Contraception: Case Not Closed

It is difficult to overstate the impact of the hormonal contraceptive pill in the United States since its introduction in 1960. The Pill is currently used by more than 100 million women worldwide and by almost 12 million women in the United States, often at the recommendation of doctors who prescribe it for everything from contraception to menstrual irregularities to acne. Prescribed to women young and old, sexually active or not, the Pill has practically become standard-of-care for being a woman. But some people are starting to wonder if the Pill is really all it’s cracked up to be.

 
 

Ricki Lake and Abby Epstein, the same film producers who brought us The Business of Being Born, a documentary examining traditional hospital births, are now turning a critical eye to the hormonal contraceptive pill in a Kickstarter-funded documentary, Sweetening the Pill. The new film asks the simple question: “Is the Pill really what’s best for women?”

 
 

The Pill was a revolutionary invention that liberated millions of women from traditional gender roles. It was more effective than any contraceptive previously on the market, and it allowed women to directly and privately control their own fertility. Shortly after the introduction of the Pill in 1960, women’s college attendance and graduation rates skyrocketed. For the first time, women were able to effectively delay childbirth and marriage in order to invest in their education and careers. To this day, the Pill continues to be the most popular contraceptive used in the United States. The trend is clear: Giving women control over their fertility is good for womankind and the march toward equality.

 
 

But one step in the right direction is no reason to become complacent. Many women are unsatisfied with the contraceptives available on the market today, and with good reason: Currently, 63.7 percent of women who discontinue use of the Pill do so because of unwanted side-effects. These side effects range from minor nuisances like headaches and breakthrough bleeding to severe medical complications like blood clots and strokes. While many women use the Pill without issue, a significant portion of pill-users suffer decreased quality of life on the medication. In a world where the Pill is the standard, women are not sufficiently educated on the side effects of hormonal contraception and are rarely presented with alternatives.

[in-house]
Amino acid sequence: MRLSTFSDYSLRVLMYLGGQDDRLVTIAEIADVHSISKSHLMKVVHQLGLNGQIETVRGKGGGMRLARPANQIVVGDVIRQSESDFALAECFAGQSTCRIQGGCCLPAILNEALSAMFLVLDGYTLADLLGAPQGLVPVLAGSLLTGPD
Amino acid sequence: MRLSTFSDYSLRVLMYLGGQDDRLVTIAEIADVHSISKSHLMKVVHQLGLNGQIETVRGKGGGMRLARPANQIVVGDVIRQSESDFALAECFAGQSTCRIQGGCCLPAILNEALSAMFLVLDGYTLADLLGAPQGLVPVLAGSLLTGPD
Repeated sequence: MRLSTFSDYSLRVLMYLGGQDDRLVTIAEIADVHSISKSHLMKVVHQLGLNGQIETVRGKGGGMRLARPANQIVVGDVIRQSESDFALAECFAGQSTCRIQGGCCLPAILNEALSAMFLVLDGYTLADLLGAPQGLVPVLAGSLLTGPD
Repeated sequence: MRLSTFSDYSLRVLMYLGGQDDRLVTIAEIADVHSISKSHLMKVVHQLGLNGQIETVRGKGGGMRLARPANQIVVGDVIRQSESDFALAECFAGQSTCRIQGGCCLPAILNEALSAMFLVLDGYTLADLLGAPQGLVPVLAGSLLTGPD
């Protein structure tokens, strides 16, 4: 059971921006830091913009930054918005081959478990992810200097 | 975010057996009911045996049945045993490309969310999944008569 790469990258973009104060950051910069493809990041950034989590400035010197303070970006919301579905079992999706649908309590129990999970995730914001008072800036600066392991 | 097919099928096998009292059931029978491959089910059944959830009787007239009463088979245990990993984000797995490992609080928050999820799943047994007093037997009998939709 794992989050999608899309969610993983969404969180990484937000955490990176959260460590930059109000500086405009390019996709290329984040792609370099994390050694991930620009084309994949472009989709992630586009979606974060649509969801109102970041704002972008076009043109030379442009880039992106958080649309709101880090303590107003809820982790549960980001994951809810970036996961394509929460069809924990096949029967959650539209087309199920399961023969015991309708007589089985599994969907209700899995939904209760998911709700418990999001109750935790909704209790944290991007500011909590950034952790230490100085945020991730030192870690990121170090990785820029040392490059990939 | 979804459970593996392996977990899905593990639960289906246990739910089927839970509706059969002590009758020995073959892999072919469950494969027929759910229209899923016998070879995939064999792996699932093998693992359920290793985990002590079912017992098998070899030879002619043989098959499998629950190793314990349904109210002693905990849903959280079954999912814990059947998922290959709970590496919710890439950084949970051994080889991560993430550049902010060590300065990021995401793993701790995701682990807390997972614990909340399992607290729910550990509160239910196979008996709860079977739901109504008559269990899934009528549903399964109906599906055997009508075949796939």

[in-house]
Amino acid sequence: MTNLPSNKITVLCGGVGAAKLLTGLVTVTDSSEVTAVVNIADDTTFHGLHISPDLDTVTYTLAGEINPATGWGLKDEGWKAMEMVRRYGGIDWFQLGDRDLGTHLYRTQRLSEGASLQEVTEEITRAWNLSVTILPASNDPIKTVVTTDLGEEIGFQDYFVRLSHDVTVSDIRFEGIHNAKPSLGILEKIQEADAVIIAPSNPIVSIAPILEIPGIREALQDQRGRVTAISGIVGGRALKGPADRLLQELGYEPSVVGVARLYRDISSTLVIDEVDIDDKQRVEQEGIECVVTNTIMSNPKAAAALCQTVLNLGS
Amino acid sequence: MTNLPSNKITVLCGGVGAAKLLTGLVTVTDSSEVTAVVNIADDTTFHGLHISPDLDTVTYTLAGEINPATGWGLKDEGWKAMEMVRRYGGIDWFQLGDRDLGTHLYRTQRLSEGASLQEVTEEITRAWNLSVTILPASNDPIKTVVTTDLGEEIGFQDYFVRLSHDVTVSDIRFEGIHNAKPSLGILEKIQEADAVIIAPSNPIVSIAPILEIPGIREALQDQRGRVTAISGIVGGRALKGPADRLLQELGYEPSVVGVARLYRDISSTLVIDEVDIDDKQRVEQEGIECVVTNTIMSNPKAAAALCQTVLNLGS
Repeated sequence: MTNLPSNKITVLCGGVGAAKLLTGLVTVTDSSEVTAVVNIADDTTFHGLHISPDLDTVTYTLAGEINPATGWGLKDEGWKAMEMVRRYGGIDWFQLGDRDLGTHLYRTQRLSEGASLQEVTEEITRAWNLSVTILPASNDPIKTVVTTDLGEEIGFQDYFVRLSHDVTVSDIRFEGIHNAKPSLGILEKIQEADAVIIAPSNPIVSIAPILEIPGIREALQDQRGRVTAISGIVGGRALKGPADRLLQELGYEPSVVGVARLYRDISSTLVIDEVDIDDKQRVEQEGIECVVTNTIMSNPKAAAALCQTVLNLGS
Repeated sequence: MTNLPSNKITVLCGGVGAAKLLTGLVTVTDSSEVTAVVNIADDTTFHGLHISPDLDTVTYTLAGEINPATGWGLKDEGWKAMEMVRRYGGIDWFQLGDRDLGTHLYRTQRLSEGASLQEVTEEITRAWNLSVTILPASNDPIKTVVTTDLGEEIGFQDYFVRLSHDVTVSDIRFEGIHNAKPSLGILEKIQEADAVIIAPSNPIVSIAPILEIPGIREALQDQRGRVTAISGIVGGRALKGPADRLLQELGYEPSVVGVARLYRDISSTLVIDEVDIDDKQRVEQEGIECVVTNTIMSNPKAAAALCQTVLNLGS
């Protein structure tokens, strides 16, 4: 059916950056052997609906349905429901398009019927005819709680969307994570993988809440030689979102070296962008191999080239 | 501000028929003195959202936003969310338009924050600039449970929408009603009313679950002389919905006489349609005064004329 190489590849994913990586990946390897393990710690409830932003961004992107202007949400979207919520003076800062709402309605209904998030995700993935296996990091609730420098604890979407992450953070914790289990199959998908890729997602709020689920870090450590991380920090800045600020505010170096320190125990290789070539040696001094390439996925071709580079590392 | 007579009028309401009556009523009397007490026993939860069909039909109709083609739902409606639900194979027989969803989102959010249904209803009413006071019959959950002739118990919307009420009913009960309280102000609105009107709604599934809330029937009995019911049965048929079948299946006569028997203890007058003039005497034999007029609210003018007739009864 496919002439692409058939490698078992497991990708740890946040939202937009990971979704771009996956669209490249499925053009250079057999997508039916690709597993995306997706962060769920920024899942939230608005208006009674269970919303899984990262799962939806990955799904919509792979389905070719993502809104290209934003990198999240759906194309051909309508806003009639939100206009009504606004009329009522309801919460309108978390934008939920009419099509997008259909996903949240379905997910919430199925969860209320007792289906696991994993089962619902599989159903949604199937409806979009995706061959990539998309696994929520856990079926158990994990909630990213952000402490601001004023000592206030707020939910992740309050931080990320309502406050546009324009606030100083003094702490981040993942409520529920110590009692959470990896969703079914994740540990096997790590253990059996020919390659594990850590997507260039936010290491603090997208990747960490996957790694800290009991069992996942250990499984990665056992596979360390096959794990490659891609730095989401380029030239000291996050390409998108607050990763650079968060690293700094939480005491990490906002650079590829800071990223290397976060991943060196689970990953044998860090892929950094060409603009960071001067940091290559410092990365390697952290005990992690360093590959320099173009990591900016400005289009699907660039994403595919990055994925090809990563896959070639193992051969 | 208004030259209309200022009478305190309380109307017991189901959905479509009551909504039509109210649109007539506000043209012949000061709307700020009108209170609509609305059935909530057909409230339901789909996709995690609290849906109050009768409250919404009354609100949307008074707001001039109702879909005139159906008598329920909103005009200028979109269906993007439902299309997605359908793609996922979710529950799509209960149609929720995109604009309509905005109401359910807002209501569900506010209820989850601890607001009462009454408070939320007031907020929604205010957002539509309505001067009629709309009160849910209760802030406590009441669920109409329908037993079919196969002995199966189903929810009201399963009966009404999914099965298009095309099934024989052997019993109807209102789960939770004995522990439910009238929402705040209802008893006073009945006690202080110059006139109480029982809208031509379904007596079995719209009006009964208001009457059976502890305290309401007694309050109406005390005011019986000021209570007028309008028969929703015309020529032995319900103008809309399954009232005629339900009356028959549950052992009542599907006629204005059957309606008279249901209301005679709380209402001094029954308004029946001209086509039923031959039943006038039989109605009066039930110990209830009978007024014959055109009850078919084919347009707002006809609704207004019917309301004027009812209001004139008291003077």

Sweetening the Pill advocates the Fertility Awareness Method (FAM) as an effective non-hormonal alternative to the Pill. The Fertility Awareness Method involves monitoring a woman’s daily fertility signs, including her basal body temperature and cervical fluid, to identify when she’s fertile and when she is not. A couple may use barrier methods or abstain from sex during the woman’s fertile phase. FAM is up to 99.6 percent effective when used correctly.

 
 

The documentary has received criticism for advocating this method. With its common mis-association with the ineffective Rhythm Method, it is little wonder that uninformed feminists lash out against FAM in defense of the Pill. But FAM does not deserve the scorn of feminists. These misconceptions about fertility awareness are outdated and deserve thoughtful review.

 
 

The Fertility Awareness Method is not anti-choice. FAM does not have an agenda. FAM simply allows women to read their bodies’ physical signs to know exactly when they are capable of conceiving and when they are not. What each individual woman does with this information is completely up to her. Some women choose to abstain from sex when they’re fertile to avoid pregnancy. Others choose to use barrier methods. Many women aren’t aware that there are effective options for avoiding pregnancy other than using hormonal contraception. Women deserve the opportunity to consider all their options and make truly informed decisions about birth control.

 
 

The Fertility Awareness Method is not anti-science. On the contrary, FAM is an example of evidence-based science at its finest. FAM has been studied extensively in scientific literature and the results of these studies echo the same chorus: FAM is a highly effective contraceptive method when used correctly. FAM is not hard to learn and is a viable alternative to hormonal contraceptive methods.

 
 

The Fertility Awareness Method is not anti-woman. FAM is about believing in women’s intelligence, empowering women to take control of their health, and giving them the tools to make informed decisions about reproduction. FAM is about improving attitudes about menstruation and natural bodily functions, which can impact women’s self-esteem, sexual agency, and even improve safe sex practices. In a society where women’s bodies are harshly judged and regulated, taking ownership of your own body is daring.

 
 

Sweetening the Pill is a reminder that contraception is not a “case closed” 50 years ago with the advent of the Pill. The world’s contraceptive needs are not being met. We need more education, more access, better options, and more options for men. We need to inform more women about all the options that are available to them right now, including effective non-hormonal options like the Fertility Awareness Method. We need more documentaries like Sweetening the Pill encouraging women to learn about their bodies and understand their fertility so they can make informed decisions about birth control. And we won’t stop until every woman has access to a method that keeps her happy, healthy, and safe.

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